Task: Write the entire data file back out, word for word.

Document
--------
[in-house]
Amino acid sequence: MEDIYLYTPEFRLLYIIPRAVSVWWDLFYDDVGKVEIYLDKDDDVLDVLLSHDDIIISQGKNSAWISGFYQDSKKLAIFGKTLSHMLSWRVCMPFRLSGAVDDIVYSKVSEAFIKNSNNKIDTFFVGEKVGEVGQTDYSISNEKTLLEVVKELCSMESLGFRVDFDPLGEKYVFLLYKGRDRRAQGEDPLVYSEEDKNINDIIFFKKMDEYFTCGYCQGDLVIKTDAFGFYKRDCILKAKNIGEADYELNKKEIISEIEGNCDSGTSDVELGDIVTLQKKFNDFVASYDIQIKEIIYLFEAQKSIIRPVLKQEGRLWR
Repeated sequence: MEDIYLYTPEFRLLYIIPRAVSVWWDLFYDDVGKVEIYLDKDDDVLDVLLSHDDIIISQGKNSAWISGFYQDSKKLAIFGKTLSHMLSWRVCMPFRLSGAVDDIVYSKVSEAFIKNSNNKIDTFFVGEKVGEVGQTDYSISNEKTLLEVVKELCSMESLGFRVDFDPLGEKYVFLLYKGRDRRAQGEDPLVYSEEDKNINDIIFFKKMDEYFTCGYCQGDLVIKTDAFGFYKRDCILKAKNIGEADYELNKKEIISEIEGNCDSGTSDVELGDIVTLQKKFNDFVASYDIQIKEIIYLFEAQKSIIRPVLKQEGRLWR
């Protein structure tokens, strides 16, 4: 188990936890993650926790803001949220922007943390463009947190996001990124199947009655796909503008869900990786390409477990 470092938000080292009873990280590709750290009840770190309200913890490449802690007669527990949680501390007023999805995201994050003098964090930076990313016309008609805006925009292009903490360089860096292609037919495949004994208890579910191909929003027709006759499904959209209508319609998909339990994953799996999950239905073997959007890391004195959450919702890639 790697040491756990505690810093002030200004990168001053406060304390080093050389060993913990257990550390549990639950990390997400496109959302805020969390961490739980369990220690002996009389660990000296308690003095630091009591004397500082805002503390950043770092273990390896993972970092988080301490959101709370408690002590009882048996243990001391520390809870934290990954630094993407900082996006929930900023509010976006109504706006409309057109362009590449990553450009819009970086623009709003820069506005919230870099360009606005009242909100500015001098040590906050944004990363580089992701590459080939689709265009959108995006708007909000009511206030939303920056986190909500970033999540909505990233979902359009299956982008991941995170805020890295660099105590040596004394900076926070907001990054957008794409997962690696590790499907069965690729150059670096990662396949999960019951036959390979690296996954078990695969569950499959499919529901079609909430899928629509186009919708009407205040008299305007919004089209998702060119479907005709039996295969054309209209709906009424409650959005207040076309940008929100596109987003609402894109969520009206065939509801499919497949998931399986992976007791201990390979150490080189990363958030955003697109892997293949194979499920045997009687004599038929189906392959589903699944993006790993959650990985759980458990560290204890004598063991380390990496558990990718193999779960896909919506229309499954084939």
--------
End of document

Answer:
[in-house]
Amino acid sequence: MEDIYLYTPEFRLLYIIPRAVSVWWDLFYDDVGKVEIYLDKDDDVLDVLLSHDDIIISQGKNSAWISGFYQDSKKLAIFGKTLSHMLSWRVCMPFRLSGAVDDIVYSKVSEAFIKNSNNKIDTFFVGEKVGEVGQTDYSISNEKTLLEVVKELCSMESLGFRVDFDPLGEKYVFLLYKGRDRRAQGEDPLVYSEEDKNINDIIFFKKMDEYFTCGYCQGDLVIKTDAFGFYKRDCILKAKNIGEADYELNKKEIISEIEGNCDSGTSDVELGDIVTLQKKFNDFVASYDIQIKEIIYLFEAQKSIIRPVLKQEGRLWR
Repeated sequence: MEDIYLYTPEFRLLYIIPRAVSVWWDLFYDDVGKVEIYLDKDDDVLDVLLSHDDIIISQGKNSAWISGFYQDSKKLAIFGKTLSHMLSWRVCMPFRLSGAVDDIVYSKVSEAFIKNSNNKIDTFFVGEKVGEVGQTDYSISNEKTLLEVVKELCSMESLGFRVDFDPLGEKYVFLLYKGRDRRAQGEDPLVYSEEDKNINDIIFFKKMDEYFTCGYCQGDLVIKTDAFGFYKRDCILKAKNIGEADYELNKKEIISEIEGNCDSGTSDVELGDIVTLQKKFNDFVASYDIQIKEIIYLFEAQKSIIRPVLKQEGRLWR
């Protein structure tokens, strides 16, 4: 188990936890993650926790803001949220922007943390463009947190996001990124199947009655796909503008869900990786390409477990 470092938000080292009873990280590709750290009840770190309200913890490449802690007669527990949680501390007023999805995201994050003098964090930076990313016309008609805006925009292009903490360089860096292609037919495949004994208890579910191909929003027709006759499904959209209508319609998909339990994953799996999950239905073997959007890391004195959450919702890639 790697040491756990505690810093002030200004990168001053406060304390080093050389060993913990257990550390549990639950990390997400496109959302805020969390961490739980369990220690002996009389660990000296308690003095630091009591004397500082805002503390950043770092273990390896993972970092988080301490959101709370408690002590009882048996243990001391520390809870934290990954630094993407900082996006929930900023509010976006109504706006409309057109362009590449990553450009819009970086623009709003820069506005919230870099360009606005009242909100500015001098040590906050944004990363580089992701590459080939689709265009959108995006708007909000009511206030939303920056986190909500970033999540909505990233979902359009299956982008991941995170805020890295660099105590040596004394900076926070907001990054957008794409997962690696590790499907069965690729150059670096990662396949999960019951036959390979690296996954078990695969569950499959499919529901079609909430899928629509186009919708009407205040008299305007919004089209998702060119479907005709039996295969054309209209709906009424409650959005207040076309940008929100596109987003609402894109969520009206065939509801499919497949998931399986992976007791201990390979150490080189990363958030955003697109892997293949194979499920045997009687004599038929189906392959589903699944993006790993959650990985759980458990560290204890004598063991380390990496558990990718193999779960896909919506229309499954084939």